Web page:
<img height="1" width="1" style="display:none;" alt="" src="https://dc.ads.linkedin.com/collect/?pid=513385&amp;fmt=gif">

By Debora Motyka Jones, Esq.

Published on Fri, March 4, 2011

All posts by this person

I speak about cost mitigation strategies in ediscovery several times a year so it is no surprise I am a big proponent of producing documents natively. If you can skip, or limit, imaging documents, you are saving yourself a significant amount of money. I recognize that in certain cases, a native production is not appropriate (e.g. where excel formulas are proprietary). But where possible, counsel should at least consider producing all documents natively.  How do you do that?

In order to successfully execute a completely native production, there must be a cooperative atmosphere between the disputing parties, primarily because traditional reliance on bates numbering is not effective in native productions. While common sense suggests the naming of files with a bates number should be adequate, parties often fail to account for how to identify specific pages within a document. In a deposition, one cannot just refer to “page 3” of the document bates labeled ABC000005 because different operating systems will paginate the documents differently.,,)


So why not just image and bates label the documents you will use? I know of one instance where the parties agreed to produce natively but then TIFF the relevant documents prior to each deposition and bates label them at that time. The problem here was that you had to notify the other side of which documents you were going to use (because under the agreement they needed notice of what would be TIFFed) thus revealing your strategy. It also meant that the order of the bates numbers actually correlated with what order documents were used in the case, rather than with the order the documents were kept in the ordinary course of business. Finally, this method could mean higher charges for each imaging project since the volume of each project is so low, and minimum charges may apply.


There are a multitude of ways to handle this issue and frankly who has time to try each out! Instead of reinventing the wheel, we can just read about what worked in Craig Ball’s article on how he handled this exact problem!


Also if you have produced documents natively and have a good way to handle this issue, I’d love to hear it.

About the Author
Debora Motyka Jones, Esq.

Vice President

As Vice President, Debora plays an essential role on the company’s executive team by collaborating around new markets, and bringing a customer-centric and pragmatic approach to achieving corporate and customer goals. She is responsible for building out a robust team of legal and technology experts in the eastern US, driving forward partnerships focused on delighting clients, and expanding the company’s brand through thought leadership events and new relationships. Debora’s background as a litigator and buyer, as well as her vast client-facing and operational experience will enable Lighthouse to provide the high-caliber, consultative client experience, the company is known for.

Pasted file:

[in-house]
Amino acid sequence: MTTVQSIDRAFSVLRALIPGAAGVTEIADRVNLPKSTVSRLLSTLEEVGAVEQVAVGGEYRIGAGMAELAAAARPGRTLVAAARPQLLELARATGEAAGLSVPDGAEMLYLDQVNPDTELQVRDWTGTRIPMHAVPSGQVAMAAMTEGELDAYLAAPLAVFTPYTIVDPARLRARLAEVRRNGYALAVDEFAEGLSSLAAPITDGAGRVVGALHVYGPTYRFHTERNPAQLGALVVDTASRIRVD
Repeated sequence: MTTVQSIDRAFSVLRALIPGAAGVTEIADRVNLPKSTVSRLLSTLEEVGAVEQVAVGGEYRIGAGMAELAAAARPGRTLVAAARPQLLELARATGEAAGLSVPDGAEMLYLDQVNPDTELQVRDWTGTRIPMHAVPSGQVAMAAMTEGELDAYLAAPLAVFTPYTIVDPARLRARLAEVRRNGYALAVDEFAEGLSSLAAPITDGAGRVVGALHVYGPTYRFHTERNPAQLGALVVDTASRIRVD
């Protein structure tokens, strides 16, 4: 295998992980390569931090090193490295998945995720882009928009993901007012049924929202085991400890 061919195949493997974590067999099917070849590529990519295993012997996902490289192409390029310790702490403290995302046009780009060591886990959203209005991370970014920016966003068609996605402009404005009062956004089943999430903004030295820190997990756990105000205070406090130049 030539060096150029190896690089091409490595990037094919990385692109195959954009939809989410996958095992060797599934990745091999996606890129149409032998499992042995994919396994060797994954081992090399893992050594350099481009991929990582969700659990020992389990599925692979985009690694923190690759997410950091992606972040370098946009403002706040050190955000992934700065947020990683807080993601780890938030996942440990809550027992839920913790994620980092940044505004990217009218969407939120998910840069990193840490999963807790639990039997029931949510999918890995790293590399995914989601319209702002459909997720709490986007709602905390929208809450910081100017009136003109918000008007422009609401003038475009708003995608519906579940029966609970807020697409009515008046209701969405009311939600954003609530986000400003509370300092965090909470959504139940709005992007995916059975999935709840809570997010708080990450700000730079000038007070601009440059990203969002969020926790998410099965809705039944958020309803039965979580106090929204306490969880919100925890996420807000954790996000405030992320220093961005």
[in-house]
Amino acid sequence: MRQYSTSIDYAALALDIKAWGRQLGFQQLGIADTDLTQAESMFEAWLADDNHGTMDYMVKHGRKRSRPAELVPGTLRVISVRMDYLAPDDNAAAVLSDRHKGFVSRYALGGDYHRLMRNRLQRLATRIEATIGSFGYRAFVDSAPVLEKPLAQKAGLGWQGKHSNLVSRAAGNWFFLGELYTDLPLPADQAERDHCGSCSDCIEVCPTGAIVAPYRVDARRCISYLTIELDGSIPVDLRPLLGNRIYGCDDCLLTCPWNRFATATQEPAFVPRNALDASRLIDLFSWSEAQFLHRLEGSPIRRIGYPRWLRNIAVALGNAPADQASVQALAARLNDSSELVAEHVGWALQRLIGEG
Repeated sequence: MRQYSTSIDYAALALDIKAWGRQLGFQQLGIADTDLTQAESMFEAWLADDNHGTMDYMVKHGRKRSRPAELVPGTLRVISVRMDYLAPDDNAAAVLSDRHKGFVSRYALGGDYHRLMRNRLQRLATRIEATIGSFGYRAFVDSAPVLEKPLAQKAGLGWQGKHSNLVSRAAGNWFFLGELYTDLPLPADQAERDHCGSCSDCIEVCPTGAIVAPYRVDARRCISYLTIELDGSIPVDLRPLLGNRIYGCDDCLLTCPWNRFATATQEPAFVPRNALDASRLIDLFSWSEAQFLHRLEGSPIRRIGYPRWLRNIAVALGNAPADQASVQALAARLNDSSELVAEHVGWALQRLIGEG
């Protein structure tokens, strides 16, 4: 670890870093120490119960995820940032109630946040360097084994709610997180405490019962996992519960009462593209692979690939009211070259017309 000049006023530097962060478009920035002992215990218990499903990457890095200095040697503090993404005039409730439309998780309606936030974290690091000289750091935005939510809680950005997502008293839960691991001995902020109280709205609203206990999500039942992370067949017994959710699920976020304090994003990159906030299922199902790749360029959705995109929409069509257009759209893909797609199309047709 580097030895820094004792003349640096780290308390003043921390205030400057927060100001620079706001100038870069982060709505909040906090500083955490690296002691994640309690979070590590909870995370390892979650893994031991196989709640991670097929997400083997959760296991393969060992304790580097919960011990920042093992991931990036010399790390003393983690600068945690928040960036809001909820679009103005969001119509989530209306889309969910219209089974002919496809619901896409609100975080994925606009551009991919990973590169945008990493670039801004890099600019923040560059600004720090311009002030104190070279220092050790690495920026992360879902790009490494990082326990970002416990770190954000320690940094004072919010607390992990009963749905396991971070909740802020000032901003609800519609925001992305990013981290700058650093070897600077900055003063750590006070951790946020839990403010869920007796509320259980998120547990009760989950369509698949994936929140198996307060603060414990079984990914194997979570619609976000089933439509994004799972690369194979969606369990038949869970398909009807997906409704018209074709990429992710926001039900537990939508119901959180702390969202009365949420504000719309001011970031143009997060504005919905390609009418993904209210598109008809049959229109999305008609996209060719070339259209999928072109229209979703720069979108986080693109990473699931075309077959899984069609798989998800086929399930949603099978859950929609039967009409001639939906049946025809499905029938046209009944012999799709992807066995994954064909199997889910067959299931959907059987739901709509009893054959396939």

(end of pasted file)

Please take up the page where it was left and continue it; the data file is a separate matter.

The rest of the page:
Debora has been with Lighthouse since 2009 and has made a significant impact on the company’s growth and business strategy during her tenure. With a background in litigation from practicing at law firms in both Washington D.C and Washington State, her expertise and deep understanding of complex ediscovery matters enabled her to create a resonating brand and architect the innovative products and services that keep Lighthouse at the forefront of the ediscovery market. She led the execution and implementation of the company’s rebranding in 2012 and developed the marketing department from the ground up. In addition, she has been instrumental in spearheading the company’s strategic technology partnerships, driving the formation of Lighthouse’s product strategy, and the evolution of Lighthouse’s SmartSeries. She also instituted and continues to maintain a client advisory board to ensure strong alignment with market demands. Finally, in 2015, Debora lead the company’s expansion to the eastern seaboard by managing the development the New York office and team, as well as expanding upon the company’s current set of services and clientele.

Prior to joining Lighthouse, Debora was a Complex Commercial Litigation Associate at Weil, Gotshal & Manges LLP in Washington, D.C. where she worked on matters such as the WorldCom and Enron bankruptcies. Her practice also included multi-million-dollar commercial and securities litigation, and internal investigations. While at Weil, Debora was recognized three times for her dedication to pro bono service. Debora also practiced as a litigation Associate at McNaul Ebel Nawrot & Helgren PLLC. Her practice included commercial, employment, and securities litigation, as well as legal malpractice defense.

Debora received a B.A. in Psychology from the University of Washington where she graduated magna cum laude. She received her law degree from The George Washington University Law School in Washington, D.C. She is admitted to practice law in New York State, the District of Columbia (inactive membership), and Washington State. Debora is Level II Pragmatic Marketing Certified. Debora is actively involved in the legal community as the former Director of Women in eDiscovery, as a mentor with Mother Attorneys Mentoring Association of Seattle, as an Advisory Board Member for the Organization of Legal Professionals, as the former Chair of the Association of Corporate Counsel (ACC)'s New to In-House Committee, and as a former board member of the Washington Women Lawyers (WWL). Debora was also recognized for her contribution to the ACC and was named 2012 WWL Board Member of the Year. Debora is a frequent speaker on eDiscovery strategy, a former instructor for the Organization of Legal Professionals, and a regular Lighthouse blog contributor.